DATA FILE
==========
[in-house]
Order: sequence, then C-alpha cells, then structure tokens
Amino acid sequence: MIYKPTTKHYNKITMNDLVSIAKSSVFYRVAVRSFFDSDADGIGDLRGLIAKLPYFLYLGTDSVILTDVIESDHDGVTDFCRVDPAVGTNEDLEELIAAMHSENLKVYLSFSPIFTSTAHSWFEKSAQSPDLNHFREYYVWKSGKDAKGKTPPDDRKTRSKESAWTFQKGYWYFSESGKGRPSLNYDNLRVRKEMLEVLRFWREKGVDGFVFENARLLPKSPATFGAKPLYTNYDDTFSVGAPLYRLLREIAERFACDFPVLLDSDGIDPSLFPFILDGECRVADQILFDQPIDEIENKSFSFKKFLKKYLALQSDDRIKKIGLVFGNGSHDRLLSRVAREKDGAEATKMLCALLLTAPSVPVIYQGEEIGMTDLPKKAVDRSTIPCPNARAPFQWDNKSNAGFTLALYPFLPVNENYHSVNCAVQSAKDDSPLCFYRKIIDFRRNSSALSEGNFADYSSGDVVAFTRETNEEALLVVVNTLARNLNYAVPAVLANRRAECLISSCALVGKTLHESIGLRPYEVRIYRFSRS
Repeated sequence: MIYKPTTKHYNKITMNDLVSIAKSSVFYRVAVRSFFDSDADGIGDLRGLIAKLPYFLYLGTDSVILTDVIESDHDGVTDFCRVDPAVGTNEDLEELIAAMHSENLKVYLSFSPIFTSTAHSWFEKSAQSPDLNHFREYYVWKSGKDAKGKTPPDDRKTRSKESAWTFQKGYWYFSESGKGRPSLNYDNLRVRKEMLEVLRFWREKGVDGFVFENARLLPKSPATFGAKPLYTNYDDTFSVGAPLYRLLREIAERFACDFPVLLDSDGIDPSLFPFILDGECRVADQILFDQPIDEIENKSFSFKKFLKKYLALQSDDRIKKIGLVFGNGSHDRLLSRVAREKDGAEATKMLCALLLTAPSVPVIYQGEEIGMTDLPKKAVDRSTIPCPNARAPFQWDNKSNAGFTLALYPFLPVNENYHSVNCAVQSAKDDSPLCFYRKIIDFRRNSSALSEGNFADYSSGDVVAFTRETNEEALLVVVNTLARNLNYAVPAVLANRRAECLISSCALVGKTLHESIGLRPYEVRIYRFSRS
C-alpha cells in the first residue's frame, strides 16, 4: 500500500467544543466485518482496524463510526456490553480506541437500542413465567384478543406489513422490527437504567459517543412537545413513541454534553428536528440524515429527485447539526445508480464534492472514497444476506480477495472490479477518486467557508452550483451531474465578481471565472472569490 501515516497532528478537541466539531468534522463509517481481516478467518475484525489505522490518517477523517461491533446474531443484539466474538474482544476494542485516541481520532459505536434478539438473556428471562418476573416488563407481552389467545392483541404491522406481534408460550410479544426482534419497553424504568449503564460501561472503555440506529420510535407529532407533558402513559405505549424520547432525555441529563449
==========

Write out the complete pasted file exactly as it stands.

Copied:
[in-house]
Order: sequence, then C-alpha cells, then structure tokens
Amino acid sequence: MIYKPTTKHYNKITMNDLVSIAKSSVFYRVAVRSFFDSDADGIGDLRGLIAKLPYFLYLGTDSVILTDVIESDHDGVTDFCRVDPAVGTNEDLEELIAAMHSENLKVYLSFSPIFTSTAHSWFEKSAQSPDLNHFREYYVWKSGKDAKGKTPPDDRKTRSKESAWTFQKGYWYFSESGKGRPSLNYDNLRVRKEMLEVLRFWREKGVDGFVFENARLLPKSPATFGAKPLYTNYDDTFSVGAPLYRLLREIAERFACDFPVLLDSDGIDPSLFPFILDGECRVADQILFDQPIDEIENKSFSFKKFLKKYLALQSDDRIKKIGLVFGNGSHDRLLSRVAREKDGAEATKMLCALLLTAPSVPVIYQGEEIGMTDLPKKAVDRSTIPCPNARAPFQWDNKSNAGFTLALYPFLPVNENYHSVNCAVQSAKDDSPLCFYRKIIDFRRNSSALSEGNFADYSSGDVVAFTRETNEEALLVVVNTLARNLNYAVPAVLANRRAECLISSCALVGKTLHESIGLRPYEVRIYRFSRS
Repeated sequence: MIYKPTTKHYNKITMNDLVSIAKSSVFYRVAVRSFFDSDADGIGDLRGLIAKLPYFLYLGTDSVILTDVIESDHDGVTDFCRVDPAVGTNEDLEELIAAMHSENLKVYLSFSPIFTSTAHSWFEKSAQSPDLNHFREYYVWKSGKDAKGKTPPDDRKTRSKESAWTFQKGYWYFSESGKGRPSLNYDNLRVRKEMLEVLRFWREKGVDGFVFENARLLPKSPATFGAKPLYTNYDDTFSVGAPLYRLLREIAERFACDFPVLLDSDGIDPSLFPFILDGECRVADQILFDQPIDEIENKSFSFKKFLKKYLALQSDDRIKKIGLVFGNGSHDRLLSRVAREKDGAEATKMLCALLLTAPSVPVIYQGEEIGMTDLPKKAVDRSTIPCPNARAPFQWDNKSNAGFTLALYPFLPVNENYHSVNCAVQSAKDDSPLCFYRKIIDFRRNSSALSEGNFADYSSGDVVAFTRETNEEALLVVVNTLARNLNYAVPAVLANRRAECLISSCALVGKTLHESIGLRPYEVRIYRFSRS
C-alpha cells in the first residue's frame, strides 16, 4: 500500500467544543466485518482496524463510526456490553480506541437500542413465567384478543406489513422490527437504567459517543412537545413513541454534553428536528440524515429527485447539526445508480464534492472514497444476506480477495472490479477518486467557508452550483451531474465578481471565472472569490 501515516497532528478537541466539531468534522463509517481481516478467518475484525489505522490518517477523517461491533446474531443484539466474538474482544476494542485516541481520532459505536434478539438473556428471562418476573416488563407481552389467545392483541404491522406481534408460550410479544426482534419497553424504568449503564460501561472503555440506529420510535407529532407533558402513559405505549424520547432525555441529563449